The RBI governor may have been a disaster during his 5 year tenure. But can he alone be blamed for the rot ?
As RBI Governor D. Subbarao unveils today the first quarterly policy review for the current financial year, one wonders if there is much for him to show. Pummelled by a precipitous fall in the value of the rupee, which touched a horrifying low of 61.20 to a dollar earlier this month, the Governor and the Union Government have embarked on something like necromancy, or what witch doctors do to make a corpse stand up.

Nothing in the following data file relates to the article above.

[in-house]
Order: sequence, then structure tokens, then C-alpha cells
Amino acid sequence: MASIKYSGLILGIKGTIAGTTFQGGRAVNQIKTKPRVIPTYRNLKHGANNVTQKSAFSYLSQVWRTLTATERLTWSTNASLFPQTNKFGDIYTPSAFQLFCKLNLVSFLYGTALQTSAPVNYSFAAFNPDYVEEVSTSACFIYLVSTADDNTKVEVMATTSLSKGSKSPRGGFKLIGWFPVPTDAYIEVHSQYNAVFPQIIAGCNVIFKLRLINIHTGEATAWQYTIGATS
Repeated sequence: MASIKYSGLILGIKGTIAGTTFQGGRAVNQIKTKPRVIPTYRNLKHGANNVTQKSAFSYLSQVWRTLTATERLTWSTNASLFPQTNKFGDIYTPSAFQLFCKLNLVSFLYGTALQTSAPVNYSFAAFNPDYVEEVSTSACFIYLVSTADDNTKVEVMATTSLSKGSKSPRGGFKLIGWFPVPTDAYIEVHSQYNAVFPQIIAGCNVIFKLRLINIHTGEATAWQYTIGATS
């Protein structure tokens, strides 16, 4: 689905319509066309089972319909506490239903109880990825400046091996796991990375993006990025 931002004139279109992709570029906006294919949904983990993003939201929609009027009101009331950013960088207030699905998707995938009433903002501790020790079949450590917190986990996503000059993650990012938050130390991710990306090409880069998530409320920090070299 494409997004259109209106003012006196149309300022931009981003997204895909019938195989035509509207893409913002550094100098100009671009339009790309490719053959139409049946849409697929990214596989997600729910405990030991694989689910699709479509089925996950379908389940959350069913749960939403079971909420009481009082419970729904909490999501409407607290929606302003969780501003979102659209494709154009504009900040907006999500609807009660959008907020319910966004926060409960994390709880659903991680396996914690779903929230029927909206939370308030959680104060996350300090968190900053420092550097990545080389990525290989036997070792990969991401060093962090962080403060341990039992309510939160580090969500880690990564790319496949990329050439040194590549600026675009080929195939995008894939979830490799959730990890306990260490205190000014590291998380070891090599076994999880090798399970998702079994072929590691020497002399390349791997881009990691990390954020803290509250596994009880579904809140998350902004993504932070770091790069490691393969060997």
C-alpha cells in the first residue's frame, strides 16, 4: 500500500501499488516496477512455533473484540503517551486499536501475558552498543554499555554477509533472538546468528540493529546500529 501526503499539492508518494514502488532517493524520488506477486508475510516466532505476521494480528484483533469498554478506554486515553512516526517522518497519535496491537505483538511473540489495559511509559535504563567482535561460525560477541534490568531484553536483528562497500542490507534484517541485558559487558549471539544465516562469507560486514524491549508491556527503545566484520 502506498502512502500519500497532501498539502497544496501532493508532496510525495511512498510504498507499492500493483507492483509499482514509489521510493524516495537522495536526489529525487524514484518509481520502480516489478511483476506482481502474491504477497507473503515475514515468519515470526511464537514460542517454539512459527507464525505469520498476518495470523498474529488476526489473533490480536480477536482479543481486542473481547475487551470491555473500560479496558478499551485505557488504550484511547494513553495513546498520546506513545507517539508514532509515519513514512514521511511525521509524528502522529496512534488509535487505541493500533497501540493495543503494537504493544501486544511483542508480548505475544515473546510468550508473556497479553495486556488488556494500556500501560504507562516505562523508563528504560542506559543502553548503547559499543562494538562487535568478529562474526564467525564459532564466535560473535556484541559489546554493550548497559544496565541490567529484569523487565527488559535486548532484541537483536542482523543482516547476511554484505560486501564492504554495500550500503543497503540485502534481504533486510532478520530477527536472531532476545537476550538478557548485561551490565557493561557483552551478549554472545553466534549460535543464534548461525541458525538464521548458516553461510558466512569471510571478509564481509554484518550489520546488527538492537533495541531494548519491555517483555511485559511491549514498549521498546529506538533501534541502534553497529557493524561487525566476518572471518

Since last week, an asphyxiating squeeze on credit has come into effect without any change in the policy rate. Instead the central bank has put an array of quantitative restrictions on rates at which banks can access money from it. As a result, the bank-to-bank borrowing cost has shot up to more than 10 per cent, against 7 per cent a while ago. The Finance Minister has said the monetary control is temporary. Even the Prime Minister echoed similar sentiments. But the RBI Governor is ominously silent till now. Continuation of this credit squeeze is something akin to holding the price of chicken by putting away all the birds in the coop. But controlling supply of currency has its own risks. It may hurt growth for a long time—way beyond the 2014 election where the calculation of everyone in authority tends to stop. It may be like the bad surgeon’s classic post-operation utterance: “The operation is successful but the patient is dead”.